GAD and worrying about what others think of you?

Postby walkingonglass » Mon Oct 31, 2016 12:18 pm

Hi everyone.
Hope you are all well.

I dont suffer from GAD myself, but I do have a partner who does...
Firstly I just want to give you all so much love and massive hugs and just say that anyone who is suffering from GAD/anxiety, I think you guys are the bravest of people and I feel for you all so much. Its a huge struggle that people seem to disregard, but fighting those demons every day...Well, you guys are just soldiers and I respect you all so much.

Just a quick question...
My partner gets EXTREMELY worried/angry/emotional about what people say/think/feel about him. Theres been some problems within his social group and people have expressed that they feel he is extremely selfish, only thinks about his own needs, questioning his character etc etc and have been "spreading" this to other people as well (a little..immature, I know)
Anyway, he has been SO SO upset about this, just really really sad and he's trying to talk to the individuals who has been saying things about him, and they did not show any remorse. And my partner is just like extremely upset about that people are saying this about him. He has a huge breakdown yesterday cause of it. Like with me, I would just kinda brush it off because people always talk...but he really took it to heart and he actually had a huge panic attack because of it. Im still very new to all this, so my question is...Is this common with anxiety, to care alot about what others think about you? Can someone shed some light on this..or just anything? I just want to learn and want to be able to help him with this a little more as he is just really down in the dumps right now.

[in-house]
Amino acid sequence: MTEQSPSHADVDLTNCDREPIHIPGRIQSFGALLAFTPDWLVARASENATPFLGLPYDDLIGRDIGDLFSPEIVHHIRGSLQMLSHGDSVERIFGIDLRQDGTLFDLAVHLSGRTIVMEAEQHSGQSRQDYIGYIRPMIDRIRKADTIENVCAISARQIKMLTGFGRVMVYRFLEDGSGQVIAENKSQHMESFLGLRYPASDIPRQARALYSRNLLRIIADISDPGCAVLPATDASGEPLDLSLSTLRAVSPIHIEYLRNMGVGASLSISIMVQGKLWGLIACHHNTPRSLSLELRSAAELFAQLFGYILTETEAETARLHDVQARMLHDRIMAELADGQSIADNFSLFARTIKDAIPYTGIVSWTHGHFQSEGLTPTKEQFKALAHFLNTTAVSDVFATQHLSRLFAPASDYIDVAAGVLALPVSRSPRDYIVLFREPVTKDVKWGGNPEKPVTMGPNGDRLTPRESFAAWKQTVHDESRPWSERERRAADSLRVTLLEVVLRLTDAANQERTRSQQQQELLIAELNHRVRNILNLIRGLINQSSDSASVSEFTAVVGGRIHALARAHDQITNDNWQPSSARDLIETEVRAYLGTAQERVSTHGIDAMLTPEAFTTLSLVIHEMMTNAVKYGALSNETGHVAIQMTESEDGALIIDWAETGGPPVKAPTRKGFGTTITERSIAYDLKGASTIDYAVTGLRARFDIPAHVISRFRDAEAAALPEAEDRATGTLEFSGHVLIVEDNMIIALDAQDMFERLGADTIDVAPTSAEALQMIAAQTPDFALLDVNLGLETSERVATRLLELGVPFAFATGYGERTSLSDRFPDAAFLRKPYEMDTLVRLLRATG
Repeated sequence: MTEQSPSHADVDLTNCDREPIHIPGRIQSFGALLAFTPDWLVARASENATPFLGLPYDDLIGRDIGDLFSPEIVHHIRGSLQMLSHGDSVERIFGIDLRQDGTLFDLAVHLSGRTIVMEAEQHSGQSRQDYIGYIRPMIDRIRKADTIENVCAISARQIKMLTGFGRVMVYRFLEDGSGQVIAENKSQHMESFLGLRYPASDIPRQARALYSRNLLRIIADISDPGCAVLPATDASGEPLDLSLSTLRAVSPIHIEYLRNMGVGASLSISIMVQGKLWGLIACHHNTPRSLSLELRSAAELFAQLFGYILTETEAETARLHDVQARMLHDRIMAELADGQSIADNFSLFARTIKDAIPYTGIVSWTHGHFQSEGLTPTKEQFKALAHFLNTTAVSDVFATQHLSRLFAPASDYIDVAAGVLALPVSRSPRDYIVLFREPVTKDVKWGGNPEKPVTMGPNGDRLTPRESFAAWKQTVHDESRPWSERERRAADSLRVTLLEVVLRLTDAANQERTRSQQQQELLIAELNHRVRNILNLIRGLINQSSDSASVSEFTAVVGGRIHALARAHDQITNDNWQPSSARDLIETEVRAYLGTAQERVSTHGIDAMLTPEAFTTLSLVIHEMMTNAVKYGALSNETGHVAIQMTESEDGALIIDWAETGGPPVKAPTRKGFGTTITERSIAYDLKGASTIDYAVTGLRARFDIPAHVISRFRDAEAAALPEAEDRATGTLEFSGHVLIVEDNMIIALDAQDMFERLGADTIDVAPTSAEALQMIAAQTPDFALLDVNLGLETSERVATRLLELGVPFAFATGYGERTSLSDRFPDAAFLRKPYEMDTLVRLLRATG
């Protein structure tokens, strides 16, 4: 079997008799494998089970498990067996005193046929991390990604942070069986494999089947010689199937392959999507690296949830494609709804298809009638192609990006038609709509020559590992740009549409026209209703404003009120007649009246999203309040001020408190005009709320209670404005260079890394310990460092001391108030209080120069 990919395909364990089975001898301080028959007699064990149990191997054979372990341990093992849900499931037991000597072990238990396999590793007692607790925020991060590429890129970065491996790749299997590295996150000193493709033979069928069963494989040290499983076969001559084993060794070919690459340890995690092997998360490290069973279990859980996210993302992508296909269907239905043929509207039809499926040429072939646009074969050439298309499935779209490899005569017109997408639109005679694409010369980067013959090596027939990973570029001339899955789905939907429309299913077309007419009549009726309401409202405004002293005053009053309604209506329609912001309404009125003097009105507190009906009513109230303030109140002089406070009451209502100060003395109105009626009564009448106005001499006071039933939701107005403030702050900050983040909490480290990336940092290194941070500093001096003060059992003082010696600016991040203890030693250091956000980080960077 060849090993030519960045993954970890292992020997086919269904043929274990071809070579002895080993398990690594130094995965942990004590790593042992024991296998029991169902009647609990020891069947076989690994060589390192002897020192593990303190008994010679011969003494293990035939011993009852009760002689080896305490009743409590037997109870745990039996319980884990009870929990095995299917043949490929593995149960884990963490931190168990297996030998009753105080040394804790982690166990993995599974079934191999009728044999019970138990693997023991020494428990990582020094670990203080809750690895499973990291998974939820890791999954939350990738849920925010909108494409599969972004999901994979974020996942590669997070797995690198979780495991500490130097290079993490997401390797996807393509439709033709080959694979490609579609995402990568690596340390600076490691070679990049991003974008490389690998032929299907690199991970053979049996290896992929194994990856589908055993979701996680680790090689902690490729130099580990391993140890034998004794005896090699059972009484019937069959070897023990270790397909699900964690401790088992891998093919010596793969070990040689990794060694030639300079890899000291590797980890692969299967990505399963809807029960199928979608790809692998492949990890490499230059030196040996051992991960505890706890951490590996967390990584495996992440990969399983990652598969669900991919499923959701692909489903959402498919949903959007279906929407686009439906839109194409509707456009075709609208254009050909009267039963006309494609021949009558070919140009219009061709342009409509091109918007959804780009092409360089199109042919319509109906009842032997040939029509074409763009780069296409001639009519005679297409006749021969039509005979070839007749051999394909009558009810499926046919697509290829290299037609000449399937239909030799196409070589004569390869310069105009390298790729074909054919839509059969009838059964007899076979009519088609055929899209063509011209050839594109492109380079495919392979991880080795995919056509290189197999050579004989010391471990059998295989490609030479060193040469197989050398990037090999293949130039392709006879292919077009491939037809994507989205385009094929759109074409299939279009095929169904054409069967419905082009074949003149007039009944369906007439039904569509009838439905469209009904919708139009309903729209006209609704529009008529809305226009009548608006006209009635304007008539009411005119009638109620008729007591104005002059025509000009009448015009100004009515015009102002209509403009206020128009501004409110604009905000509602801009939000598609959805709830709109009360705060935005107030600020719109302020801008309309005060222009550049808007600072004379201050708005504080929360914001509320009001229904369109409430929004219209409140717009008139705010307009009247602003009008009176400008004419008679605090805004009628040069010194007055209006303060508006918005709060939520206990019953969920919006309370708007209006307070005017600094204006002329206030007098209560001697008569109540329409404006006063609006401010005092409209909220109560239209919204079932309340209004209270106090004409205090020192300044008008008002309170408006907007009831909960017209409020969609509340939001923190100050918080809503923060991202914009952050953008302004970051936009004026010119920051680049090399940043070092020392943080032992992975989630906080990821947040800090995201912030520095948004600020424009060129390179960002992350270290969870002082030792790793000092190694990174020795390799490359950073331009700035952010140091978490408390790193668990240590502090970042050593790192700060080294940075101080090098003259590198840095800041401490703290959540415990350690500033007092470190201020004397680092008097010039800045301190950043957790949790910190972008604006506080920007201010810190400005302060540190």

Thanks a lot everyone!
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Postby Richard@DecisionSkills » Mon Oct 31, 2016 12:48 pm

The first step is to stop believing what the medical community tells you.

Do you realize that homosexuality was once a disorder, but now it is not? What changed? Did you know that until 1980 there was no such thing as GAD? Was it just recently discovered? No!

What happens, is a bunch of a$$hats that represent the latest and greatest in psychology get together and make up new disorders. They advance their careers by adding to the DSM or taking some sort of cultural/political stance. I can't remember exactly, but the newest DSM added around 100 new disorders.

Beliefs are powerful. Pretend you are holding a slice of lemon in your mouth. Can you taste it? Are you salivating just a bit? Now imagine something sad, like losing a loved one. How does your physiology react? Your body responds, even though there is no real issue. Your mind cannot strictly tell the difference. There is a placebo effect.

So now these a$$hats go around handing out disorders they invent and all this does is add to the problem. It was bad enough the person had anxiety over X or Y or Z, but now they have a "disorder". That explains it! Not!

If your partner wants help, start using CBT (cognitive behavioral therapy). This is deliberately facing the issue. If he wants to be less sensitive to insults, the solution is being exposed to more insults. Whatever his fears, worries, concerns, this are the things he needs to work through by actually taking small steps, then bigger, then bigger until he realizes want other people think doesn't hurt him.

It is a process of deliberate exposure followed by reflection. After facing an insult or criticism he is asked, "Are you breathing? Are you still alive? Do you need medical help? Did the criticism physically hurt you in anyway?" Once he realizes the smallest of criticisms did not hurt him, you move to a slightly bigger criticism, then bigger, until eventually someone can say whatever they want and he just shrugs it off.
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